The museum also has Ronald Reagan’s limousine on display. Jones noted that Reagan’s ride is probably the last presidential limo the museum will acquire because most limos these days end up at each president’s library after his term has expired.

There’s an area in the museum titled the “A, B, C’s of Henry Ford.” It reviews the vehicles that Ford was directly involved in designing and creating: Models A and T, all the way through the V-8 engine. One extraordinary piece on display is the “Kitchen Sink Engine.” Ford built his first experimental engine using scrap metal of parts.

“It was his first experience, literally attached to his kitchen sink in his house, of making a vehicle engine,” Jones said. “That one’s pretty awesome.”

Ford tested his engine in the kitchen sink after dinner on Christmas Eve in 1893. For ignition, he ran a wire from the light bulb in the ceiling. Ford’s wife, Clara, hand fed the gasoline to the intake value while her husband spun the flywheel. As the engine revved up, the sink shook.

In another area that’s cased off is the exhibit “What We Wore.” Every four months, clothing is rotated from the museum’s collection.

“In the fall, we had back to school clothes for kids,” Jones said. “(In mid-February), we have an exhibition that has five dresses that kind of demonstrate how you emphasize or de-emphasize different parts of the woman’s body. So, there’s a very bustled dress from the late 1880s, there’s a flapper dress, so a complete contrast in style. It’s new for us and a piece that I love, because people can relate to it and it’s frequently changing, which is something we’re really working towards is changing things much more frequently where we can.”

Jones said The Henry Ford Museum is so unique in part because it houses so many American treasures in one location.

“The Rosa Parks bus for instance, you can get on board the Rosa Parks bus and you can sit where Rosa sat,” Jones said. “We have a Build the Model-T program, where every single day from parts we build a Model-T with our guest. So, any guest that is in that day can help put a part on the Model-T and by about 3:30 or 4 in the afternoon it’s built and you can come back and take a photo in this Model-T that you helped build. Kind of our perspective of getting people into or on or interacting with where we can in our exhibitions, I think that’s what makes us different. And the range, what an incredible range.”

The Rosa Parks bus.

The bus Rosa Parks rode into history was transformed from a discarded relic in an Alabama field to one of the most popular artifacts in The Henry Ford Museum.

Decorative Arts Overload

The Henry Ford Museum has an extremely large collection of American decorative art. Within that frame, Sable is a busy guy with all his responsibilities.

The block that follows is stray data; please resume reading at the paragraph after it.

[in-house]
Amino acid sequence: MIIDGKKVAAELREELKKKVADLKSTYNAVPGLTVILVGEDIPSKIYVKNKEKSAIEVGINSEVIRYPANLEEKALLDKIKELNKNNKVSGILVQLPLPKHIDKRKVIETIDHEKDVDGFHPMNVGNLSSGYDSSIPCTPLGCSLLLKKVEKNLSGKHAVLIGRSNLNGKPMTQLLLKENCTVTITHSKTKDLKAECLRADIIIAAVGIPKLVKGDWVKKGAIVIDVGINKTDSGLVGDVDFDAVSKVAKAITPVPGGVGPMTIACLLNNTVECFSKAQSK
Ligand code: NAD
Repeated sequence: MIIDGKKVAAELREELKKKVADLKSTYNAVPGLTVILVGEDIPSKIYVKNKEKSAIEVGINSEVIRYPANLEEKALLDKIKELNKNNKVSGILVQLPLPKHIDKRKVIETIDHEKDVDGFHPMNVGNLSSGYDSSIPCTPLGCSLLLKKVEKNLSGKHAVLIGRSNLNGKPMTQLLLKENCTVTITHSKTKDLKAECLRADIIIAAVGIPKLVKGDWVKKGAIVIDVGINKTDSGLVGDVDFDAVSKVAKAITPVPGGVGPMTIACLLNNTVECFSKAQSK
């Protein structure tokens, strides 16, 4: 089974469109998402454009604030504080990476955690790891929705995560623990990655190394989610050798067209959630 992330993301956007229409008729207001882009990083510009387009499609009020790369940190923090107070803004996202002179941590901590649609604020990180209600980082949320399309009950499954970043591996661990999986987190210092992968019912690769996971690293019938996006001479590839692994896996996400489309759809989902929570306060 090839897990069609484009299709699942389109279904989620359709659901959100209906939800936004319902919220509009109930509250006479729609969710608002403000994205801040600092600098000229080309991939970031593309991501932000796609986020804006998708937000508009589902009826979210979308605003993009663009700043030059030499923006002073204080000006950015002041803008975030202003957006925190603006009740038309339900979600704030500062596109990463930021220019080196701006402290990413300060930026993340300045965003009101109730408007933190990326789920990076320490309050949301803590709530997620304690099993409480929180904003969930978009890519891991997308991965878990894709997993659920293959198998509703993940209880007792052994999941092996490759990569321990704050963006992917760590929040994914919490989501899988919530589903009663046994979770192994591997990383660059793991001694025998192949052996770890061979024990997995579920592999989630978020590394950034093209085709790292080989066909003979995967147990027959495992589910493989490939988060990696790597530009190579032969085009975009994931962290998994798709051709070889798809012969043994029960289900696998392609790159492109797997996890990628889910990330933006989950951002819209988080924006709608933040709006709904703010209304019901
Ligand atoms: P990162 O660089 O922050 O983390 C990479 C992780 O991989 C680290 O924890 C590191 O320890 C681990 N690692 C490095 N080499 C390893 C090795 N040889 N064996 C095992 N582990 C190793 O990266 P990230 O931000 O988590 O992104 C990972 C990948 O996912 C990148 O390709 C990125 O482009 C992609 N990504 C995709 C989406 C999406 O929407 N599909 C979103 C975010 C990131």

“Henry Ford, amongst the many collections he was interested in was American decorative art for industrialization,” said Sable, who has been with the museum for almost 12 years. “He was one of the great collectors, along with Rockefeller at Williamsburg, Maxim Karolik at the Museum of Fine Arts in Boston, Ima Hogg in Houston at Bayou Bend. (Ford) was really beginning his collecting in the 1920s and continued through the end of his life. We have huge collections in traditional decorative art/silver, ceramics, furniture – especially – glass, huge glass collections, folk art.”

The museum boosts over 10,000 pieces of glass, 6,500 pieces of furniture and 1,500-2,000 pieces of silver. The ceramics collection totals between 4,000-6,000 pieces, including Chinese exports, continental porcelain and plenty of English items.

The “Fully Furnished” exhibit features American furniture from 1670 until the present.

“The furniture galleries are displayed by theme,” Sable said. “There is a simple timeline, which is broken up into different historical epics like ‘Establishing New World,’ ‘Refining Moments,’ ‘Gentility,’ ‘Fashion for a New Nation in the Federal Period.’”

One of the main attractions in “Fully Furnished” is a portable writing desk owned by Edgar Allan Poe from 1830-1849.

Edgar Allan Poe's writing desk

Edgar Allan Poe's portable writing desk.

There is also an interest section looking into recliner chairs.

“We acquired basically the entire La-Z-Boy Museum – they’re from Monroe, Michigan – in 2013-2014,” Sable said. “So, we have something like 20 odd La-Z-Boys representing the entire history of the company, right up from the late 1920s when they started right up through the 1980s.”

With his immense interest in folk art, Ford amassed quite a collection. The museum has between 1,000-2,000 pieces. Unfortunately, most of the folk art is in storage. Items from Ford’s private collection include paintings, sculptures, Fraktur and Pennsylvania German ceramics.

The museum houses three pieces from painter George Washington Mark, including his masterpiece “Opening the Door.” There are also works by Ammi Phillips and William Matthew Prior.

When Sable puts together exhibits, he strives for visitors to see the diversity and the kaleidoscope of American decorative arts history.

“Let’s say they go through the glass gallery out in Greenfield Village, they can see in one fell swoop the range of American glass from basically it’s beginning right up through studio glass into the 20th Century,” Sable said.

“Ranging from things like Tiffany and early press glass, the innovation of pressed glass, innovations of cut glass in the 19th century – right up through art glass and the end of the 19th Century and ubiquitous American glass of the 20th century and just to see how it all fits together like puzzle pieces.”

After spending a day roaming the exhibits, Jones would like visitors to leave feeling inspired.

“What I hope someone takes away from a visit here, no matter who they are, we’ve really dug into and studied the history of the people that made the objects in our collection,” Jones said.

“We’ve really kind of come to this idea that innovation and invention is not unique to particular people, we all can do it. It’s a series of habits and actions that you can learn to do and you can learn to do more of.”